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July 5, 2018 Drought Monitor Summary – Texas

(from HPUWD, United States Drought Monitor  )

According to the National Integrated Drought Information System, drought conditions exist in approximately 24.8 percent of the U.S. land area. Visit www.drought.govfor more information.

HPWD encourages everyone to conserve water, avoid water waste, and be aware of Red Flag warnings and potential wildfire danger!

Agricultural, industrial, and urban water conservation tips are available at www.hpwd.org. Just click on “Conservation.”

 

Drought Monitor Summary for the southern region including Texas:

South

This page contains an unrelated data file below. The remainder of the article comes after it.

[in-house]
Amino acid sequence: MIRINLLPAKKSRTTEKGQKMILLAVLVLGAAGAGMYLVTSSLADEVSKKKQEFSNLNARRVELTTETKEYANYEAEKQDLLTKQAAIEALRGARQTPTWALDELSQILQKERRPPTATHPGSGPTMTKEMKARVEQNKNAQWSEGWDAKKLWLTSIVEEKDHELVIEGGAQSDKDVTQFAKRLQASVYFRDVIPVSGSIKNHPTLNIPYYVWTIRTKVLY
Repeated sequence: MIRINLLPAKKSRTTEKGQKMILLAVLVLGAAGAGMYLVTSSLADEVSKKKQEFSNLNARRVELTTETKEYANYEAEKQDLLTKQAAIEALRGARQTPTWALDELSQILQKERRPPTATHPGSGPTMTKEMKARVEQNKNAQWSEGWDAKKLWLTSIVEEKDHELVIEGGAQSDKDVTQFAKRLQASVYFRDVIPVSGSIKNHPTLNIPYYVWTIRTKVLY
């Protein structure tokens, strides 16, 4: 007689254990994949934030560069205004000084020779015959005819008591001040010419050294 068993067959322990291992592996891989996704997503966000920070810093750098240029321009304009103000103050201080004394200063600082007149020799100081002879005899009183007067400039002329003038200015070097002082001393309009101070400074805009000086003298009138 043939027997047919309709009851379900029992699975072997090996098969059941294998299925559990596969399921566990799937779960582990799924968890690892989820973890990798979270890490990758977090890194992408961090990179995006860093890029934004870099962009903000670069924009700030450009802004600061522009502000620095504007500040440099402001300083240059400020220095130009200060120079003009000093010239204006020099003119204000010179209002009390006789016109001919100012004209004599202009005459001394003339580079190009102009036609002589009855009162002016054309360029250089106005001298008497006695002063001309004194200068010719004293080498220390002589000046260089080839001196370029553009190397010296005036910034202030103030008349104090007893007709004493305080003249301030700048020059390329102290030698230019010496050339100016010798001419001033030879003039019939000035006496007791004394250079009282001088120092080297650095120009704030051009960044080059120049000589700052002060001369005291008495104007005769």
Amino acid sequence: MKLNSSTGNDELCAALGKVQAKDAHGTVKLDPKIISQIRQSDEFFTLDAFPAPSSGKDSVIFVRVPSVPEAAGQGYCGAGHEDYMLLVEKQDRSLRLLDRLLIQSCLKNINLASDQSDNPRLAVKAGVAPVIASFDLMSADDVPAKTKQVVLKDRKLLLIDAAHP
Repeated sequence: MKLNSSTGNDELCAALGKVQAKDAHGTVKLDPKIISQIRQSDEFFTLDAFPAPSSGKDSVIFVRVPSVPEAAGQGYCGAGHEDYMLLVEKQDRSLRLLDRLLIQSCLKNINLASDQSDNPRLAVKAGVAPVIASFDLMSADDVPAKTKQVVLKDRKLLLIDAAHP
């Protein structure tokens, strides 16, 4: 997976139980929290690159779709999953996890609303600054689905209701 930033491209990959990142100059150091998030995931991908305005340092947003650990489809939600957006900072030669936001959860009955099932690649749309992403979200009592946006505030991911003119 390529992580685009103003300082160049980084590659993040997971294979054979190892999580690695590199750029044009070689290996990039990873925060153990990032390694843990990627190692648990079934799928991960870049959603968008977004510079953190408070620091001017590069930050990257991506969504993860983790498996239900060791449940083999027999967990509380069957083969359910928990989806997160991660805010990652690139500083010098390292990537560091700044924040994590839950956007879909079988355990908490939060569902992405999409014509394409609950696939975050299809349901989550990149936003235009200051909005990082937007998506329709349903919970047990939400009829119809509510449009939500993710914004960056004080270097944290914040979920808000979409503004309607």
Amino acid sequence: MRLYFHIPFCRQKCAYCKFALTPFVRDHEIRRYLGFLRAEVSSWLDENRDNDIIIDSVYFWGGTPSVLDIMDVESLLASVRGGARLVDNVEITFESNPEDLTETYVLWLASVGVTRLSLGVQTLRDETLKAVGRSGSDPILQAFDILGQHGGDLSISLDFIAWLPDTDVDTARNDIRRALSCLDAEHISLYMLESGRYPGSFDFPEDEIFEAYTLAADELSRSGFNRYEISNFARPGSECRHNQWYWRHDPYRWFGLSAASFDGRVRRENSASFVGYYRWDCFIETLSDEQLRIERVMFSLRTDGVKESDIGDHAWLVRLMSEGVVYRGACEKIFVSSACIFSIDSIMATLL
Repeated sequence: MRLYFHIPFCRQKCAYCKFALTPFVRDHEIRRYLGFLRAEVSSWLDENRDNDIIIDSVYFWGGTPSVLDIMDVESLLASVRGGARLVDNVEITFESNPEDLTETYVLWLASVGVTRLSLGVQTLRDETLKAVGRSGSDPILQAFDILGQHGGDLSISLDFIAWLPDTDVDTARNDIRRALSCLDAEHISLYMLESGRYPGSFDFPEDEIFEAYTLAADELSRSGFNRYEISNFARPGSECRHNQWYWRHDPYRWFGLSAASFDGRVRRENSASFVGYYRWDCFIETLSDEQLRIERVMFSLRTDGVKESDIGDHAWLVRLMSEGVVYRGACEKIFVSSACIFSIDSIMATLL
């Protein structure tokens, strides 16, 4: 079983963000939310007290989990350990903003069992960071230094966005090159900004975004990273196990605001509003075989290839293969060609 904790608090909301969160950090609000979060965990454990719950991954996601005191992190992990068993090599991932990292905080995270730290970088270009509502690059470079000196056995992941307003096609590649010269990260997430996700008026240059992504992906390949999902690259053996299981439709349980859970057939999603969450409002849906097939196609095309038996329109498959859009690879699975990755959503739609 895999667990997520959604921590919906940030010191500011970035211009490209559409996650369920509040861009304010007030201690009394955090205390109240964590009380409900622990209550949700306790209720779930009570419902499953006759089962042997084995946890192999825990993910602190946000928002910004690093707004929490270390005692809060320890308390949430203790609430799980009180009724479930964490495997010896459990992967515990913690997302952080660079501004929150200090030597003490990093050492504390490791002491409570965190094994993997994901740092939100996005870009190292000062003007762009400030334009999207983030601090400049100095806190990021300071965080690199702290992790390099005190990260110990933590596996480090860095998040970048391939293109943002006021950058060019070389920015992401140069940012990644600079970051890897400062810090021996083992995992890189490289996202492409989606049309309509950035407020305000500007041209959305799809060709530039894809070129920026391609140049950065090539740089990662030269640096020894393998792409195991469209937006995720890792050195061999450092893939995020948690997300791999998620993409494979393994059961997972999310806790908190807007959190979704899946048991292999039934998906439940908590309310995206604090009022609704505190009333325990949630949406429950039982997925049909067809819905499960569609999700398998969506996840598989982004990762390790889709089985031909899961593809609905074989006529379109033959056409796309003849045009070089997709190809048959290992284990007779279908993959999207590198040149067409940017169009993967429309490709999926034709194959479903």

Heavy rain – 3.5 to locally over 8.0 inches – dowsed much of the dry area in Tennessee, eliminating most of the abnormally dry area, though a few patches remain in central and northern parts of the state. In contrast, most areas in the lower Mississippi Valley and southern Great Plains recorded little or no rainfall, with moderate to isolated heavy amounts limited to parts of central Oklahoma, western Texas, and the Louisiana Bayou. The rains brought regions of improvement (but not broad-scale relief) to western Texas, including the Big Bend. Farther north, a re-assessment of conditions led to some improvement being introduced in the Texas Panhandle (especially northern sections) and eastern parts of the Oklahoma Panhandle and adjacent western Oklahoma. Meanwhile, the dry and hot week prompted substantial deterioration across central and eastern Texas, Louisiana, Arkansas, and (to a lesser extent) eastern Oklahoma. As a result, moderate to severe drought became more widespread, especially in a swath from southern to northeastern Texas. San Antonio, TX reported just over 2 inches of rain for April-June 2018, compared to a normal of over 10.6 inches (third driest such period in 134 years of record). Also, grass fires have become unusually common across the Dallas-Ft. Worth metro area. In southwestern Texas, to the north and northwest of Laredo, a broad area of extreme drought (D3) was introduced, with an area of exceptional drought (D4) introduced in part of this region along the Rio Grande River. Most of the new D3 area recorded only 2 to 4 inches of rain in the last 90 days, and 3-month totals of only 0.5 to 1.5 inches (with widely isolated higher amounts) were recorded in the new D4 region.

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